Who is most vulnerable to social rejection? The toxic combination of low self-esteem and lack of negative emotion differentiation on neural responses to rejection.

TitleWho is most vulnerable to social rejection? The toxic combination of low self-esteem and lack of negative emotion differentiation on neural responses to rejection.
Publication TypeJournal Article
JournalPloS one
Volume9
Issue3
Paginatione90651
Date Published2014
Abstract

People have a fundamental need to belong that, when satisfied, is associated with mental and physical well-being. The current investigation examined what happens when the need to belong is thwarted-and how individual differences in self-esteem and emotion differentiation modulate neural responses to social rejection. We hypothesized that low self-esteem would predict heightened activation in distress-related neural responses during a social rejection manipulation, but that this relationship would be moderated by negative emotion differentiation-defined as adeptness at using discrete negative emotion categories to capture one's felt experience. Combining daily diary and neuroimaging methodologies, the current study showed that low self-esteem and low negative emotion differentiation represented a toxic combination that was associated with stronger activation during social rejection (versus social inclusion) in the dorsal anterior cingulate cortex and anterior insula-two regions previously shown to index social distress. In contrast, individuals with greater negative emotion differentiation did not show stronger activation in these regions, regardless of their level of self-esteem; fitting with prior evidence that negative emotion differentiation confers equanimity in emotionally upsetting situations.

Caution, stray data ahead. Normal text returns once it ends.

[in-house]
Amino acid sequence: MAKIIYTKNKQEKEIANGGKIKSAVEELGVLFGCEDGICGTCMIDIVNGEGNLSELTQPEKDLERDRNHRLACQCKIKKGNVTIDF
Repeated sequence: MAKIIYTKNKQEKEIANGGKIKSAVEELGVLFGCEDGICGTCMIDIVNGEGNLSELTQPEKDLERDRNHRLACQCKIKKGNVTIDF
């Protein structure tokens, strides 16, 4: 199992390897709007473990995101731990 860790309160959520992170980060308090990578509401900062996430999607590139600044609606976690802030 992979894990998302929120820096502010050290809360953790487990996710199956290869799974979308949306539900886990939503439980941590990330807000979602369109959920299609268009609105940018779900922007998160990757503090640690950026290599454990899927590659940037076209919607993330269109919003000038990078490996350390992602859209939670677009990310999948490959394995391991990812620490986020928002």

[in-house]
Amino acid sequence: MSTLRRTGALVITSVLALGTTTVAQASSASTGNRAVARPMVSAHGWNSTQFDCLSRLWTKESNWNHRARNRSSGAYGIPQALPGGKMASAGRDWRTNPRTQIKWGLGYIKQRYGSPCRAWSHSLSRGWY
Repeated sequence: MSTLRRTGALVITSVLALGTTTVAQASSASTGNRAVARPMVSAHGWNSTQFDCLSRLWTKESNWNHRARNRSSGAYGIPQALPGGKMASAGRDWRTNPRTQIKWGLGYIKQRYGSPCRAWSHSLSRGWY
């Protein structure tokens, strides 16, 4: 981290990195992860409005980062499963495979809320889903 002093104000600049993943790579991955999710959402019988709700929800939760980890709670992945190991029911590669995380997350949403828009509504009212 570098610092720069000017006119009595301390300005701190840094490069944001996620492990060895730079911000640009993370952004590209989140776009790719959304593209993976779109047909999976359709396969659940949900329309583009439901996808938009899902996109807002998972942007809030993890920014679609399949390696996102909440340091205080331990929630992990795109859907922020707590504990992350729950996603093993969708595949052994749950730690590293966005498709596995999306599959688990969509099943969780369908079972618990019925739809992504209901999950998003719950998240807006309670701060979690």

URLhttp://dx.plos.org/10.1371/journal.pone.0090651
DOI10.1371/journal.pone.0090651
Short TitlePLoS One
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